The soleus muscle runs deep to (underneath) gastrocnemius and arises from the top of the tibia, just below the knee joint.
The two muscles join together around mid-calf level to form the Achilles tendon which twists and attaches the calf muscles to the back of the heel.
The triceps surae muscles work together to plantarflex thefoot i.e. pull the foot downwards andstabilise the ankle. They areparticularly important in controlling and executing the push-off phase ofwalking and running.
Episodes of calf muscle pain should always be assessed byyour doctor to ensure it is nothing serious such as a DVT which requiresimmediate attention.
Pay particularattention to the signs for a DVT: redness, swelling, warmth and pain around thecalf.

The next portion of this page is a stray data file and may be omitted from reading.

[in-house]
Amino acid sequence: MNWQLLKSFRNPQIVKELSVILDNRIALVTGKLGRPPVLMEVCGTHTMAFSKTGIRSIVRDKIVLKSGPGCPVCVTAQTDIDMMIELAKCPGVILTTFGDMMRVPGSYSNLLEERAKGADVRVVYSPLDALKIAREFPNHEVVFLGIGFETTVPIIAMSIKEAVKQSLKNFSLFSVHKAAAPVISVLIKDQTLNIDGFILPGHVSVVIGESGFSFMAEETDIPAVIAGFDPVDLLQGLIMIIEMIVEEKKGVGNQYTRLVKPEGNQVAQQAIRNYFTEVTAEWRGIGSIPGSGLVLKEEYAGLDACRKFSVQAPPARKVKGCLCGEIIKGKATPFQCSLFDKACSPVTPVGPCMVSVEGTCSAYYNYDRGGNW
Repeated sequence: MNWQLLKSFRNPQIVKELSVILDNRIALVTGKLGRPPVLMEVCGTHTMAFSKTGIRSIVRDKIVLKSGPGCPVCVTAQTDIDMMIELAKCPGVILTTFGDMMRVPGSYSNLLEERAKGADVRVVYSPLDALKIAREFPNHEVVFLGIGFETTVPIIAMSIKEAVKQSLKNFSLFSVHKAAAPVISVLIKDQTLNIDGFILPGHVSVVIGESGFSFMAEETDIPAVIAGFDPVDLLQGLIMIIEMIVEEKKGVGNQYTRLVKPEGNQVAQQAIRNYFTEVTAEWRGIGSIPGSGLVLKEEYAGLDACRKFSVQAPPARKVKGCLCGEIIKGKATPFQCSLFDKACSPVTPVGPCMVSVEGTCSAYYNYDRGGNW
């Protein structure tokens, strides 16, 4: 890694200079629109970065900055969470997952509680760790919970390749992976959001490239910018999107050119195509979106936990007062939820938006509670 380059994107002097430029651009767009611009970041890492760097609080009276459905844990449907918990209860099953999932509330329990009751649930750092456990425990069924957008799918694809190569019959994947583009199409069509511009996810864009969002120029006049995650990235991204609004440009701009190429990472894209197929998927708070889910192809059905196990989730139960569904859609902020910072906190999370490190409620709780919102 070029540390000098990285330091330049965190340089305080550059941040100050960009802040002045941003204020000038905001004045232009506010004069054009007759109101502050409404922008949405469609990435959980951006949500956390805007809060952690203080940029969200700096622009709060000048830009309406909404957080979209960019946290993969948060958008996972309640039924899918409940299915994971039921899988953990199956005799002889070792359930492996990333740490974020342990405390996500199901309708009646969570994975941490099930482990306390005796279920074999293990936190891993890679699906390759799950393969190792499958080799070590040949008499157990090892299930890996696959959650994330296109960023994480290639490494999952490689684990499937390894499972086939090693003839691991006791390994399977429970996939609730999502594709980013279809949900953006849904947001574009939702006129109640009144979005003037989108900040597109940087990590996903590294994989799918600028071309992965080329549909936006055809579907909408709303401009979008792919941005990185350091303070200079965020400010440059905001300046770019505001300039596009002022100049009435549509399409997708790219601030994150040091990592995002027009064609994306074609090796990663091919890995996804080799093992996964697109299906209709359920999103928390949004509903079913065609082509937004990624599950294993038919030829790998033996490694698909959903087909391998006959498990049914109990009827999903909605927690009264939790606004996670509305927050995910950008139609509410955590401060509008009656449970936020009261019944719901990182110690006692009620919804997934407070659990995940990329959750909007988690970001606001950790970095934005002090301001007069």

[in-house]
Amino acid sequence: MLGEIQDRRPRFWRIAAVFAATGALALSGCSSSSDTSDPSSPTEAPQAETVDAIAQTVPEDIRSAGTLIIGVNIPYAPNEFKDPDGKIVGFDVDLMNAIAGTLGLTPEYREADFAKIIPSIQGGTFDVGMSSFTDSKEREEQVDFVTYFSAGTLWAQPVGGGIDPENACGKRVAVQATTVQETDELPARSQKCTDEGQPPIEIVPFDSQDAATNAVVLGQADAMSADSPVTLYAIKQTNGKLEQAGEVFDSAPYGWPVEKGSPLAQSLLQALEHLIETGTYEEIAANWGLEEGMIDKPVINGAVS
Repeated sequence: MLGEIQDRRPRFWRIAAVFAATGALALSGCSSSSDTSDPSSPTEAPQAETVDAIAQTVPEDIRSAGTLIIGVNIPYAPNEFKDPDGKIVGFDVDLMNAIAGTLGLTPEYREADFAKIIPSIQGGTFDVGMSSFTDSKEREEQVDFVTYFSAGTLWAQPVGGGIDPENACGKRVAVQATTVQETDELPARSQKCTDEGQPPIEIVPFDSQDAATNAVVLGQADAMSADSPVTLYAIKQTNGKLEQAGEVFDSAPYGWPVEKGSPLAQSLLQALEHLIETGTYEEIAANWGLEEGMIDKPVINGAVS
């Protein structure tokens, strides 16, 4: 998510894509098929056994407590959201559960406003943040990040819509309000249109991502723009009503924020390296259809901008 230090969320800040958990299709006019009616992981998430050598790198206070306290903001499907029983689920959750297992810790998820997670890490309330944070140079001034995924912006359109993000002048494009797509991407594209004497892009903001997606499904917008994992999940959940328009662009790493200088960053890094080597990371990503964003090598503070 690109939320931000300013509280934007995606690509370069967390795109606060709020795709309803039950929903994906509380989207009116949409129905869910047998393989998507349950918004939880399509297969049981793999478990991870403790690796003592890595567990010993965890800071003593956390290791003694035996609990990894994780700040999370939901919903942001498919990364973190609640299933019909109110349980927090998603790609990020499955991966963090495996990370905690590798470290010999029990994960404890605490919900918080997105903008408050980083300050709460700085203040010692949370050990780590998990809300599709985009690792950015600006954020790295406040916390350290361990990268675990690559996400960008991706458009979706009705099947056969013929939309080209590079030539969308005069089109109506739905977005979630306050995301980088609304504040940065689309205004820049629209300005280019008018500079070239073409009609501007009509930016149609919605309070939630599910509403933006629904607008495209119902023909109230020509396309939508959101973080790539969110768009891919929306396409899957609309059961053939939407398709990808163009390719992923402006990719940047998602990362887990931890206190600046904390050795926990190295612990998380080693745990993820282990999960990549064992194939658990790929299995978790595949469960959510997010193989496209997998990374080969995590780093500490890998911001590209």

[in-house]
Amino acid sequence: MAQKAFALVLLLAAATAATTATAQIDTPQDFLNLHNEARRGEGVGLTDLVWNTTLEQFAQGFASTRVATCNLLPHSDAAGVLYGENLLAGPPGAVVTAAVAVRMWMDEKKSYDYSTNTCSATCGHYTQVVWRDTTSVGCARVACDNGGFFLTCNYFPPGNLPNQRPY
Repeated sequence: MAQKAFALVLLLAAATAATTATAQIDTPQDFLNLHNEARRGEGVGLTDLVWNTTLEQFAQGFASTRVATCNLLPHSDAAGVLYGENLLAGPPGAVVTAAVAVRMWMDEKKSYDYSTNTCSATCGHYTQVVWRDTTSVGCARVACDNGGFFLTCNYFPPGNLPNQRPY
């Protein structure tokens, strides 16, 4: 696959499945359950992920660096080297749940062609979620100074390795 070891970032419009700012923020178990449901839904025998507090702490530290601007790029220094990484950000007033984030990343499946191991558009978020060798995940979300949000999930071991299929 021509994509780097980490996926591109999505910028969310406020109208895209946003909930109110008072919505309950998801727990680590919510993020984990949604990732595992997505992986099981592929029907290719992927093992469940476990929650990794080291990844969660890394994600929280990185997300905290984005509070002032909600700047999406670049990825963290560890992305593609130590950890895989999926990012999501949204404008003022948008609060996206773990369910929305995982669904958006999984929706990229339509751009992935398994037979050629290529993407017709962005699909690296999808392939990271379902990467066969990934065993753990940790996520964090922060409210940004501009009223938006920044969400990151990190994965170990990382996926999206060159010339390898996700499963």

Also, sudden calf of lower leg pain that is worse at night or makes itdifficult to walk warrants immediate medical attention.
Page Last Updated: 10/06/21
Next Review Due: 10/06/23
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1. British Journal of Sports Medicine:Overview of exercise induced lower leg pain. January 2011
2. Physiotherapy Journal:Mechanical calf pain in a 23-year-old male due to dynamic functional entrapment of the popliteal artery. September 2005
3. Harvard Health Publishing:When walking makes your legs hurt -Four conditions for leg pain causes that can affect you when walking. August 2018
Deep vein thrombosis, tendonitis, muscle spasm, and a Baker's cyst are some of the reasons of discomfort below or behind the knee and calf. Although these are frequent illnesses that might cause discomfort, other medical disorders can also cause discomfort in certain areas of the legs.
A tight Calf muscle can cause a tendon strain that can present pain behind the knee and limit your knee flexion. Stretching out the tissue where the muscle joins the tendon can reduce the pain.